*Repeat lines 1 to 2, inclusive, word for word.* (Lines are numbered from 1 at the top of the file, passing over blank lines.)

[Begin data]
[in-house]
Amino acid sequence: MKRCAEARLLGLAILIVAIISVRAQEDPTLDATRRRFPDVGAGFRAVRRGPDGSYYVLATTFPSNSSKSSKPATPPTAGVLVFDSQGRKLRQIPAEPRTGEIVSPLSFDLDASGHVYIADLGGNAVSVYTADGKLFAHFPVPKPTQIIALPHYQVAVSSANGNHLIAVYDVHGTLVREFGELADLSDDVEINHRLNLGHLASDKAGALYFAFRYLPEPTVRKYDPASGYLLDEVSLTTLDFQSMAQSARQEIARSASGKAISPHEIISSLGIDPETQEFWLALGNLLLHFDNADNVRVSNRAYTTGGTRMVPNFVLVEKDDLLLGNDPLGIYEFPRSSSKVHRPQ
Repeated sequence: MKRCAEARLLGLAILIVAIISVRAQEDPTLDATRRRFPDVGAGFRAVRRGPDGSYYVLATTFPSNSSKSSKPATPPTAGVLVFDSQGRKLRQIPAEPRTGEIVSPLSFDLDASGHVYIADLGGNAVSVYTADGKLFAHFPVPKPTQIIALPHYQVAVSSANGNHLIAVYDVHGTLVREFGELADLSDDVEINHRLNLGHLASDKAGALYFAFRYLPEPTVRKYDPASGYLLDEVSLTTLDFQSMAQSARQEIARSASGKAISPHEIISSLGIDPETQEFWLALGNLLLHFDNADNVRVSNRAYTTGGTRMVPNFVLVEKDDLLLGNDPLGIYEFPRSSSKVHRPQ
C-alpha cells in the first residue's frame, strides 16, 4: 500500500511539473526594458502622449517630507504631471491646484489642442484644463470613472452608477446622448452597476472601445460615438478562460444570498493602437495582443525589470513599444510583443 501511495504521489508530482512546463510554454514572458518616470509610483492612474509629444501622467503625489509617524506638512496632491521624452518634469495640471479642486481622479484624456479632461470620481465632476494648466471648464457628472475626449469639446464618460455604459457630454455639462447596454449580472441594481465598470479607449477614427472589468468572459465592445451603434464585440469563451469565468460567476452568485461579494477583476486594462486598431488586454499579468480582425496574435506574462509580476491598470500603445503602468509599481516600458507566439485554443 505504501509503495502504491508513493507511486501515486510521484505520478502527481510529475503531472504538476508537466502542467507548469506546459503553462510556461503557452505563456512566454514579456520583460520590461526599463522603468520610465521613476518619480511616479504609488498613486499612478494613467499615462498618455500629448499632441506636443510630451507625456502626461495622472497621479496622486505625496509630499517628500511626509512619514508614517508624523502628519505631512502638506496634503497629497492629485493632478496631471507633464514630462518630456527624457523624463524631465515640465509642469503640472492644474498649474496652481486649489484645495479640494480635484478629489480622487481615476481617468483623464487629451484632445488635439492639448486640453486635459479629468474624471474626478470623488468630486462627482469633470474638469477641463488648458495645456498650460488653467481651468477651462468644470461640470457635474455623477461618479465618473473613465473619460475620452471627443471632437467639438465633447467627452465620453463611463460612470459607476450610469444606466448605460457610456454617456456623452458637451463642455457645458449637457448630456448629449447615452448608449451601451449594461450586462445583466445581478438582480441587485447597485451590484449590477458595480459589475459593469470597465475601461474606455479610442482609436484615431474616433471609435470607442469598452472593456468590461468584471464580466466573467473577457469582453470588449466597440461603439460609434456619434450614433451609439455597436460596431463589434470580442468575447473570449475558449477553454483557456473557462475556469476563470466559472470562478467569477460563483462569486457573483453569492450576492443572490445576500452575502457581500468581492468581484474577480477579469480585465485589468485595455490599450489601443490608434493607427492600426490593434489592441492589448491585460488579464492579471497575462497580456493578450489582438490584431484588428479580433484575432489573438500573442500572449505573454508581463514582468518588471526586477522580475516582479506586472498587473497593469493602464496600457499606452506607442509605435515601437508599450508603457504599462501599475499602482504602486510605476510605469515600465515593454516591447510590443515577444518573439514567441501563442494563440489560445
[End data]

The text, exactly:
[in-house]
Amino acid sequence: MKRCAEARLLGLAILIVAIISVRAQEDPTLDATRRRFPDVGAGFRAVRRGPDGSYYVLATTFPSNSSKSSKPATPPTAGVLVFDSQGRKLRQIPAEPRTGEIVSPLSFDLDASGHVYIADLGGNAVSVYTADGKLFAHFPVPKPTQIIALPHYQVAVSSANGNHLIAVYDVHGTLVREFGELADLSDDVEINHRLNLGHLASDKAGALYFAFRYLPEPTVRKYDPASGYLLDEVSLTTLDFQSMAQSARQEIARSASGKAISPHEIISSLGIDPETQEFWLALGNLLLHFDNADNVRVSNRAYTTGGTRMVPNFVLVEKDDLLLGNDPLGIYEFPRSSSKVHRPQ